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Europe has officially banned Russian diamonds

Here's what you need to know

Europe has officially banned Russian diamonds  Here's what you need to know

News heard in the fall of 2023 is confirmed this January: Europe is set to impose a ban on diamonds imported from Russia, challenging the power embroiled in a two-year war with Ukraine. Starting this week, the world's largest diamond producer, Alrosa, has been included in the EU sanctions list. The result of a restriction operation designed with the G7, the decision is supported by powers like France, Germany, Italy, the UK, Canada, Japan, and the United States. The decision, negotiated for two years, involves the disagreement of Belgium, a crucial trade hub for gemstones. From now on, the production and trade of diamonds outside Russia will change, emphasizing transparency and traceability of materials.

The project includes three restrictions to be formalized in 2024. The first, implemented in early January, blocks the import of non-industrially produced Russian diamonds in Europe and G7 countries; the second, starting from March, also prevents the arrival of Russian diamonds processed in third-world countries, while in September, a law will be implemented requiring all diamond-selling states to document their products - in Europe, even diamond-decorated watches - with certificates of origin. Any stone originating from Russia will be banned from sale in all participating countries, even if the diamond has been processed on another continent. Considering that diamond processing involves numerous steps, both for cutting and refining, traceability becomes a more complex issue than any other precious commodity. For now, we know that the plan is being developed, although how the origins of diamonds will be verified - and their respective certifications - is not clear. The World Diamond Council, the Antwerp World Diamond Centre, the Gem and Jewellery Export Council of India, and The Gemological Institute of America are part of the plan, and an effective solution is expected by March.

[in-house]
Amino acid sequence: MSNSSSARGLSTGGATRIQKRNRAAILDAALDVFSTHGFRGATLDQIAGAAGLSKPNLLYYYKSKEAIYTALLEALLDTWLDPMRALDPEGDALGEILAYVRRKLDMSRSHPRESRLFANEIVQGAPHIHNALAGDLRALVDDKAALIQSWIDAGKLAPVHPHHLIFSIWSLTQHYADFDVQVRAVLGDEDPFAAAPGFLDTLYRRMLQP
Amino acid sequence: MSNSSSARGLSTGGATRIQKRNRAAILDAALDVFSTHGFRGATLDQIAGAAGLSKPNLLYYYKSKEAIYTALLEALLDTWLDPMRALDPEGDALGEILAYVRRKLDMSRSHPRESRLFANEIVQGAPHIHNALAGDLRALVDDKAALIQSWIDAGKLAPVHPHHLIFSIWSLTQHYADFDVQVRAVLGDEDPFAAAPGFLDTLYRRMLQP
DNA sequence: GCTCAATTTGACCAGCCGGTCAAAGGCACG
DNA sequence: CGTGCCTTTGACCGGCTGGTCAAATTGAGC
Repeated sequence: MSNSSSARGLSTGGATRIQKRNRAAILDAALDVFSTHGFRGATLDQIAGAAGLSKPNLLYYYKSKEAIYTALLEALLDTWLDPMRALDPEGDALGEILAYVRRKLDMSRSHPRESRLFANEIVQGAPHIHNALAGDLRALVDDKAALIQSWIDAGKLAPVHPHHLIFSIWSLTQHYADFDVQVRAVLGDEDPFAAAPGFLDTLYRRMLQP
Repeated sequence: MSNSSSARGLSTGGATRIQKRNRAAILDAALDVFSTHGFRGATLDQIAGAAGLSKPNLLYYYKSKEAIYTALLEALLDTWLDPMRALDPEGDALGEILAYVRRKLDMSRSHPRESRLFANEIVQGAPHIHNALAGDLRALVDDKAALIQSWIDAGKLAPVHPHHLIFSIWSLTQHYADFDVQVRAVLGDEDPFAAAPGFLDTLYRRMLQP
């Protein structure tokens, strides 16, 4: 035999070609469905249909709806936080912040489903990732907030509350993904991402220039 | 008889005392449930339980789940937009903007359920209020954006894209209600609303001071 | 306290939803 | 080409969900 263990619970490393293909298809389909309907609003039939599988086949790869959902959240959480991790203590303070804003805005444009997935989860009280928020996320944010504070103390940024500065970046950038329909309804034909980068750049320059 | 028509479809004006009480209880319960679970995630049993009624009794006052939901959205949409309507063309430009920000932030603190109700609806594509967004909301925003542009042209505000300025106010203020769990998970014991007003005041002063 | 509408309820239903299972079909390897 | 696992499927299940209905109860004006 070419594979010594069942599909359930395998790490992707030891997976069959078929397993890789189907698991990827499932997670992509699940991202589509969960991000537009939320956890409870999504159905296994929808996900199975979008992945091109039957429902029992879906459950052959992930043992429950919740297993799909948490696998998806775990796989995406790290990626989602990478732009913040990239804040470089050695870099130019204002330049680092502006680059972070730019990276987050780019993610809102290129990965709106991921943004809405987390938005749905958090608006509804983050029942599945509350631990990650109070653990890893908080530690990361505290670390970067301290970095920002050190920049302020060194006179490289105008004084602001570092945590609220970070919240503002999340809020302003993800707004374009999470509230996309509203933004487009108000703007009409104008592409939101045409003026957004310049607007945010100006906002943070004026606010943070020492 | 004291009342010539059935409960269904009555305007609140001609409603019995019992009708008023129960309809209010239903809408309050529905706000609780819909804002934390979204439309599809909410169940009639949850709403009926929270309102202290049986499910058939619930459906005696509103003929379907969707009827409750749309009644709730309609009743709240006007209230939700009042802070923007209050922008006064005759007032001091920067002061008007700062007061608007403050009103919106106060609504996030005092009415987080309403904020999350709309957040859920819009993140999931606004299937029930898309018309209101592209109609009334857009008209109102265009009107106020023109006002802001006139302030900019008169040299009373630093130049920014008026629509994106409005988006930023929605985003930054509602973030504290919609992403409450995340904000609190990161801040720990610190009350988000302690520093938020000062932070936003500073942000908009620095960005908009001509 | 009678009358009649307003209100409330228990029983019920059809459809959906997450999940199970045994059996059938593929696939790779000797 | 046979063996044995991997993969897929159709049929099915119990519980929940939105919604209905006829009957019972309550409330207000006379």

With the new sanctions, attention increases for retailers and buyers of precious stones. Traceability, previously a topic delegated to the world of sustainability more than politics, becomes a burning issue, a piece that will radically change the luxury retail world in 2024. Tiffany, owned by LVMH, and Richemont have stated they stopped buying stones from Russia long ago, while Dimexon has implemented a tracking service for customers, connecting each diamond to its place of origin. The issue, experts highlight, may not only undermine diamond sales but also encourage the industry, soon deprived of a third of the world's supply of precious stones, to seek questionable solutions in case of depleted stocks.